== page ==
Well, here we are. All the preparation, prayer, sacrifice, and almsgiving that we focused on during Lent has finally brought us to this most holy of holy weeks.
But I need to backtrack a little since I am a little tardy in getting this post out. On Saturday, the day before Holy Week we celebrated the Solemnity of St. Joseph, Spouse of the Blessed Virgin Mary. We know from Scriptures that Joseph was a just and upright man. St. Joseph is the patron saint of the Universal Church and of family life. We should go to St. Joseph often and ask for his guidance in our own trials of family life and in following the will of God. This day is also my youngest son, Joey’s, Name Day. And since I love those Shining Light Dolls I HAD to get the St. Joseph one for my little guy to celebrate his Name Day.
And we always get St. Joseph’s cakes (cream puff pastry) from the local Italian bakery to have for dessert on this special feast day.
Yesterday we celebrated Palm Sunday — the final Sunday of Lent and the beginning of Holy Week — in which we commemorate the entrance of Jesus into Jerusalem where palm branches were placed on the ground in his path. “Hosanna to the Son of David: Blessed is He that cometh in the Name of the Lord”.
I had read about the idea of having a symbolic Passion Story Lunch on catholicicing.com which we did on Good Friday a couple of years ago. This year Lacy (from catholicicing.com) turned it into a symbolic Lenten Tea for Kids. I decided to use the same premise but tweaked the menu a bit for an Easter Story Dinner which really set the stage for the upcoming holy week. Here’s our menu and what each item symbolized:
- Olives – Jesus’ agony in the garden at the Mount of Olives. (I also needed a veggie for our menu so we had a caesar salad which went along with the ‘garden’ idea)
- Hershey’s Kiss – the kiss of Judas
- Sword with Cheese – Jesus’ arrest
- Roasted Chicken – Peter’s denial
- Silver Peppermint Patty – Judas’ 30 pieces of silver
- Apple Crisp (baked in a round bundt pan with toothpicks sticking out) – crown of thorns placed on Jesus’ head
- Water – Pilate washes his hands of Jesus
- Dinner Rolls (baked and then placed on a platter in the shape of a cross) – Crucifixion
- Salt and Vinegar Potatoes (and salt and vinegar Pringles for the kids who love the chips but turned their noses up at the potatoes…go figure?) – Jesus offered vinegar to drink
According to ancient tradition, the three days after Palm Sunday are devoted in many places to a thorough cleaning of the house. This traditional ‘spring-cleaning’ is to make the home as neat as possible for the greatest feast of the year…Easter!
Holy Wednesday or Spy Wednesday is the day on which Judas betrayed Jesus to the Sanhedrin for 30 pieces of silver. Last year we started a new tradition–I hid 30 silver quarters around the house and the kids had to find them…and they got to keep the money they found!
And that brings us to the summit of the Liturgical year–the Easter Triduum–which begins on the evening of Holy Thursday and ends on the evening of Easter Sunday. Although they are chronologically three days they are liturgically one day unfolding for us the unity of Christ’s Paschal Mystery.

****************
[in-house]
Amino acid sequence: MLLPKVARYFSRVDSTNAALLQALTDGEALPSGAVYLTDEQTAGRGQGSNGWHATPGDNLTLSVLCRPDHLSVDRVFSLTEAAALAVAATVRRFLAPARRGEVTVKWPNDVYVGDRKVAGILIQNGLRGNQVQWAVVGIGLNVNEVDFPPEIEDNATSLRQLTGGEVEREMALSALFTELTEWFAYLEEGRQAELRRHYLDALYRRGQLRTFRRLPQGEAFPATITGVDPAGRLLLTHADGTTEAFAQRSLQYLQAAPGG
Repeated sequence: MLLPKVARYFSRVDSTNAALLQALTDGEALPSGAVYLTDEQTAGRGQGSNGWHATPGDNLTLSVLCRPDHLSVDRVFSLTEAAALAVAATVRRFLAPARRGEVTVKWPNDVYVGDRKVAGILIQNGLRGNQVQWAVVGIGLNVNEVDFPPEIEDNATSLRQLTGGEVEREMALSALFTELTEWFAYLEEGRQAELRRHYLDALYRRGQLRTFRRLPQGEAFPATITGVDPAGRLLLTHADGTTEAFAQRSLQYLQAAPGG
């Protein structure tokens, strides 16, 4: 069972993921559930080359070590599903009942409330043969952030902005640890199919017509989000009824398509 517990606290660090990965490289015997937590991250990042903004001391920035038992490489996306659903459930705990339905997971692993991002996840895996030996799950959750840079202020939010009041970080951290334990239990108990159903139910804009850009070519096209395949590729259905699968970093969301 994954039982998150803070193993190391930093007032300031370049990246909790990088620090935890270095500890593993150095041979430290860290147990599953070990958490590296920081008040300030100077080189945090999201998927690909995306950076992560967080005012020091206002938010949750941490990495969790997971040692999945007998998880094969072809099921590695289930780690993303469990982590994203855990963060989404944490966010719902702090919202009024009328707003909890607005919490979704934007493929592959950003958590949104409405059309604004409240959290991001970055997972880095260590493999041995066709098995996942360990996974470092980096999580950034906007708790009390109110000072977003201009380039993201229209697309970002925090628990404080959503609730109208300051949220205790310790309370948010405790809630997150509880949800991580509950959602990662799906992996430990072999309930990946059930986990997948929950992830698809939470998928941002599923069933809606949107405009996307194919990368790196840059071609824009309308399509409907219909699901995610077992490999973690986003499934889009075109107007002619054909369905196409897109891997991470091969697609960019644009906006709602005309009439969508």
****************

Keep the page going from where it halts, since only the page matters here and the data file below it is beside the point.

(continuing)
On Holy Thursday we commemorate the Last Supper. Jesus celebrated the dinner as a Passover feast but this is the day that he established the sacrament of Holy Communion. This day also commemorates His institution of the priesthood. For dinner on this day we have a Christian seder meal…I don’t do it exactly like this but this give a good background on the Christian seder meal. I serve lamb (ground lamb which we make into burgers with Greek seasoning and lamb chops), Haroset (recipe below), salad, matzo, and grape juice for the kids/wine for the adults. We watch The Prince of Egypt and eat gummy frogs (second plague).
6 peeled apples, coarsely chopped
2/3 cup chopped almonds
3 TBsp sugar
1/2 tsp cinnamon
grated rind of 1 lemon
Combine all ingredients, mixing thoroughly. Chill.
Good Friday is a very solemn day. It’s a day of fast. And from 12 noon to 3p, as a family we focus on Jesus’ crucifixion and death. We use the Resurrection Eggs to read the story of Easter in Scriptures and we recite the Sorrowful mystery of the Rosary together. Then Dave and the older kids watch The Passion of the Christ and I watch a kid’s version of the Passion with the younger ones and we usually watch a Veggie Tales Easter show. That evening we go to Stations of the Cross at our parish.
On Holy Saturday we still mourn the death of Jesus but we prepare for Easter. We usually dye our Easter eggs on this day. I heard about this great book, The Miracle of the Red Egg by Elizabeth Crispina Johnson. Summary: During Easter, Orthodox all over the world dye and bless red eggs. This tradition started back in apostolic times with St. Mary Magdalene. Mary Magdalene was attending a feast hosted by the unbelieving Emperor Tiberius. She was so overjoyed with the Resurrected Jesus that she was telling everyone near her about it. The Emperor hears this and in disbelief proclaims “Do you see this egg? I declare that Jesus can no more have risen from the dead, than this egg could turn blood red”. And to everyone’s amazement the egg turned red!
EASTER SUNDAY! ALLELUIA!!